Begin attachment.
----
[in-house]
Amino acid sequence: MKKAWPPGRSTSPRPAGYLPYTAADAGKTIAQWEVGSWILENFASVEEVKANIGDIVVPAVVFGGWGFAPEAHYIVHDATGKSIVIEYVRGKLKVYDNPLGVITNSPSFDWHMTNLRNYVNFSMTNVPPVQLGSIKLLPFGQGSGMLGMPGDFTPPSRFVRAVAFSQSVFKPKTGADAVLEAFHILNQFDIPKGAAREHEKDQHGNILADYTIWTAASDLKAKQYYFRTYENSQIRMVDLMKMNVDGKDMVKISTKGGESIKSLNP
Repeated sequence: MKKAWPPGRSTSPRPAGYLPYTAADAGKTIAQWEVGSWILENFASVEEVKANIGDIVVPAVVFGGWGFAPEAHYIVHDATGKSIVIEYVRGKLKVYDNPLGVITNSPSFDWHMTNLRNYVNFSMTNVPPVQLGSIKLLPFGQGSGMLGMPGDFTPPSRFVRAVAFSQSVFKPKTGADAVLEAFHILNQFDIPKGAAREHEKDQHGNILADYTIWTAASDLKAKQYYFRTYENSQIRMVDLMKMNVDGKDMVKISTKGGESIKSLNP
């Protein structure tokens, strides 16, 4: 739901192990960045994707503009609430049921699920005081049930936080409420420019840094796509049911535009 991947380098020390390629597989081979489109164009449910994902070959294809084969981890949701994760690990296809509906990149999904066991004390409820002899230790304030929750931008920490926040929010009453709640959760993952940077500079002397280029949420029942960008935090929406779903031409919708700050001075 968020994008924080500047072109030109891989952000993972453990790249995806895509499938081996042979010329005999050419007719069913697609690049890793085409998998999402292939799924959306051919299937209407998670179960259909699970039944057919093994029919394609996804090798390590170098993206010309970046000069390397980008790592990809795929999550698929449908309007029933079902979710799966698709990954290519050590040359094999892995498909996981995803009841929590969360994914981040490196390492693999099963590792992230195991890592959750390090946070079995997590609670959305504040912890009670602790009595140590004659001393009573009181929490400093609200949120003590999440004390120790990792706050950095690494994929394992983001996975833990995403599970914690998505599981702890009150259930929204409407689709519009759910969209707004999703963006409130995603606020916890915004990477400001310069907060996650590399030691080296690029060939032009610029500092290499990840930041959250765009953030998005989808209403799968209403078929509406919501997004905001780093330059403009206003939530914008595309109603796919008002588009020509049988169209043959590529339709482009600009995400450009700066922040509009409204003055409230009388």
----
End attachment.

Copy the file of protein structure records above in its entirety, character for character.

[in-house]
Amino acid sequence: MKKAWPPGRSTSPRPAGYLPYTAADAGKTIAQWEVGSWILENFASVEEVKANIGDIVVPAVVFGGWGFAPEAHYIVHDATGKSIVIEYVRGKLKVYDNPLGVITNSPSFDWHMTNLRNYVNFSMTNVPPVQLGSIKLLPFGQGSGMLGMPGDFTPPSRFVRAVAFSQSVFKPKTGADAVLEAFHILNQFDIPKGAAREHEKDQHGNILADYTIWTAASDLKAKQYYFRTYENSQIRMVDLMKMNVDGKDMVKISTKGGESIKSLNP
Repeated sequence: MKKAWPPGRSTSPRPAGYLPYTAADAGKTIAQWEVGSWILENFASVEEVKANIGDIVVPAVVFGGWGFAPEAHYIVHDATGKSIVIEYVRGKLKVYDNPLGVITNSPSFDWHMTNLRNYVNFSMTNVPPVQLGSIKLLPFGQGSGMLGMPGDFTPPSRFVRAVAFSQSVFKPKTGADAVLEAFHILNQFDIPKGAAREHEKDQHGNILADYTIWTAASDLKAKQYYFRTYENSQIRMVDLMKMNVDGKDMVKISTKGGESIKSLNP
């Protein structure tokens, strides 16, 4: 739901192990960045994707503009609430049921699920005081049930936080409420420019840094796509049911535009 991947380098020390390629597989081979489109164009449910994902070959294809084969981890949701994760690990296809509906990149999904066991004390409820002899230790304030929750931008920490926040929010009453709640959760993952940077500079002397280029949420029942960008935090929406779903031409919708700050001075 968020994008924080500047072109030109891989952000993972453990790249995806895509499938081996042979010329005999050419007719069913697609690049890793085409998998999402292939799924959306051919299937209407998670179960259909699970039944057919093994029919394609996804090798390590170098993206010309970046000069390397980008790592990809795929999550698929449908309007029933079902979710799966698709990954290519050590040359094999892995498909996981995803009841929590969360994914981040490196390492693999099963590792992230195991890592959750390090946070079995997590609670959305504040912890009670602790009595140590004659001393009573009181929490400093609200949120003590999440004390120790990792706050950095690494994929394992983001996975833990995403599970914690998505599981702890009150259930929204409407689709519009759910969209707004999703963006409130995603606020916890915004990477400001310069907060996650590399030691080296690029060939032009610029500092290499990840930041959250765009953030998005989808209403799968209403078929509406919501997004905001780093330059403009206003939530914008595309109603796919008002588009020509049988169209043959590529339709482009600009995400450009700066922040509009409204003055409230009388």